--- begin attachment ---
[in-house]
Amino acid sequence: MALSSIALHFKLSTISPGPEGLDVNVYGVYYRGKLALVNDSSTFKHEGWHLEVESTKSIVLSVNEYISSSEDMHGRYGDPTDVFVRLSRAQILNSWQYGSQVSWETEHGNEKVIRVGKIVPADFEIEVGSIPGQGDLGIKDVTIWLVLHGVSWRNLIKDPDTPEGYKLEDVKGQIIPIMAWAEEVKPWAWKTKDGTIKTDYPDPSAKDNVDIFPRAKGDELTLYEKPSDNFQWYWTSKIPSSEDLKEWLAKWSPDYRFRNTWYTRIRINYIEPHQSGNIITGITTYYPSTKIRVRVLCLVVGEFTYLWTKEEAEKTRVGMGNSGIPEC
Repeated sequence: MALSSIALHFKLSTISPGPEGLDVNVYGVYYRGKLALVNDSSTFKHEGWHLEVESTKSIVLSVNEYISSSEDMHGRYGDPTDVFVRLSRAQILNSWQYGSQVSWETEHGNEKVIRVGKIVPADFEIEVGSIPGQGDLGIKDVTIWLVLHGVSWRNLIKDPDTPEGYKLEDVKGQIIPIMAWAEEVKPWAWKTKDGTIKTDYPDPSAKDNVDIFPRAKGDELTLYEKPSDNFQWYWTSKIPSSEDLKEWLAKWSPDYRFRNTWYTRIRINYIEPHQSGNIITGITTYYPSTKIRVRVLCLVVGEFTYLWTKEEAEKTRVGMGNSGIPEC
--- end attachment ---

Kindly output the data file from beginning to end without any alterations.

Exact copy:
[in-house]
Amino acid sequence: MALSSIALHFKLSTISPGPEGLDVNVYGVYYRGKLALVNDSSTFKHEGWHLEVESTKSIVLSVNEYISSSEDMHGRYGDPTDVFVRLSRAQILNSWQYGSQVSWETEHGNEKVIRVGKIVPADFEIEVGSIPGQGDLGIKDVTIWLVLHGVSWRNLIKDPDTPEGYKLEDVKGQIIPIMAWAEEVKPWAWKTKDGTIKTDYPDPSAKDNVDIFPRAKGDELTLYEKPSDNFQWYWTSKIPSSEDLKEWLAKWSPDYRFRNTWYTRIRINYIEPHQSGNIITGITTYYPSTKIRVRVLCLVVGEFTYLWTKEEAEKTRVGMGNSGIPEC
Repeated sequence: MALSSIALHFKLSTISPGPEGLDVNVYGVYYRGKLALVNDSSTFKHEGWHLEVESTKSIVLSVNEYISSSEDMHGRYGDPTDVFVRLSRAQILNSWQYGSQVSWETEHGNEKVIRVGKIVPADFEIEVGSIPGQGDLGIKDVTIWLVLHGVSWRNLIKDPDTPEGYKLEDVKGQIIPIMAWAEEVKPWAWKTKDGTIKTDYPDPSAKDNVDIFPRAKGDELTLYEKPSDNFQWYWTSKIPSSEDLKEWLAKWSPDYRFRNTWYTRIRINYIEPHQSGNIITGITTYYPSTKIRVRVLCLVVGEFTYLWTKEEAEKTRVGMGNSGIPEC